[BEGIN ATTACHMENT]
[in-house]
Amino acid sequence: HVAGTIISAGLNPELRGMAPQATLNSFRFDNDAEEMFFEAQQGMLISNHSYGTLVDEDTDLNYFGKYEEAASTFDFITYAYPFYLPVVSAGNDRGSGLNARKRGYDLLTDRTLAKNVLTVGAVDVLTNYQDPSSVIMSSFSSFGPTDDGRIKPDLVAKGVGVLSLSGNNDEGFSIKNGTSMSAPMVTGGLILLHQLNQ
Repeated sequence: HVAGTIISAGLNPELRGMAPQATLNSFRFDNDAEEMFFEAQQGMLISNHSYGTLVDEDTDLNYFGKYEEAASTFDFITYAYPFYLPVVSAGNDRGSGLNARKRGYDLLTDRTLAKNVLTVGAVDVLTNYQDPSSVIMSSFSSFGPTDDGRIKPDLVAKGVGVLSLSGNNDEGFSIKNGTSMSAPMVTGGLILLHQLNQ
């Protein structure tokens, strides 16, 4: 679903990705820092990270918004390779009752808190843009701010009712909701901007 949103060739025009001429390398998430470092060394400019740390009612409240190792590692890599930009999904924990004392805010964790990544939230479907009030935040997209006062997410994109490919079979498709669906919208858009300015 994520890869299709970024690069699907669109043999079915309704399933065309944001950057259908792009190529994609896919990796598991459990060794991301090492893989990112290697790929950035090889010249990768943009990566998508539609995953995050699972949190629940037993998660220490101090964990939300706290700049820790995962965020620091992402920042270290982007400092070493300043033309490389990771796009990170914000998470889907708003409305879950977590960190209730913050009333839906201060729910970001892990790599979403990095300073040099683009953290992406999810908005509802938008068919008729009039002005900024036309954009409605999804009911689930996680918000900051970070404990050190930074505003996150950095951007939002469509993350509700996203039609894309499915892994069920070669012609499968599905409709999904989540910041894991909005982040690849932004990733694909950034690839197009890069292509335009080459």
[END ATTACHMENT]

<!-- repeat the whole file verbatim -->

[in-house]
Amino acid sequence: HVAGTIISAGLNPELRGMAPQATLNSFRFDNDAEEMFFEAQQGMLISNHSYGTLVDEDTDLNYFGKYEEAASTFDFITYAYPFYLPVVSAGNDRGSGLNARKRGYDLLTDRTLAKNVLTVGAVDVLTNYQDPSSVIMSSFSSFGPTDDGRIKPDLVAKGVGVLSLSGNNDEGFSIKNGTSMSAPMVTGGLILLHQLNQ
Repeated sequence: HVAGTIISAGLNPELRGMAPQATLNSFRFDNDAEEMFFEAQQGMLISNHSYGTLVDEDTDLNYFGKYEEAASTFDFITYAYPFYLPVVSAGNDRGSGLNARKRGYDLLTDRTLAKNVLTVGAVDVLTNYQDPSSVIMSSFSSFGPTDDGRIKPDLVAKGVGVLSLSGNNDEGFSIKNGTSMSAPMVTGGLILLHQLNQ
């Protein structure tokens, strides 16, 4: 679903990705820092990270918004390779009752808190843009701010009712909701901007 949103060739025009001429390398998430470092060394400019740390009612409240190792590692890599930009999904924990004392805010964790990544939230479907009030935040997209006062997410994109490919079979498709669906919208858009300015 994520890869299709970024690069699907669109043999079915309704399933065309944001950057259908792009190529994609896919990796598991459990060794991301090492893989990112290697790929950035090889010249990768943009990566998508539609995953995050699972949190629940037993998660220490101090964990939300706290700049820790995962965020620091992402920042270290982007400092070493300043033309490389990771796009990170914000998470889907708003409305879950977590960190209730913050009333839906201060729910970001892990790599979403990095300073040099683009953290992406999810908005509802938008068919008729009039002005900024036309954009409605999804009911689930996680918000900051970070404990050190930074505003996150950095951007939002469509993350509700996203039609894309499915892994069920070669012609499968599905409709999904989540910041894991909005982040690849932004990733694909950034690839197009890069292509335009080459």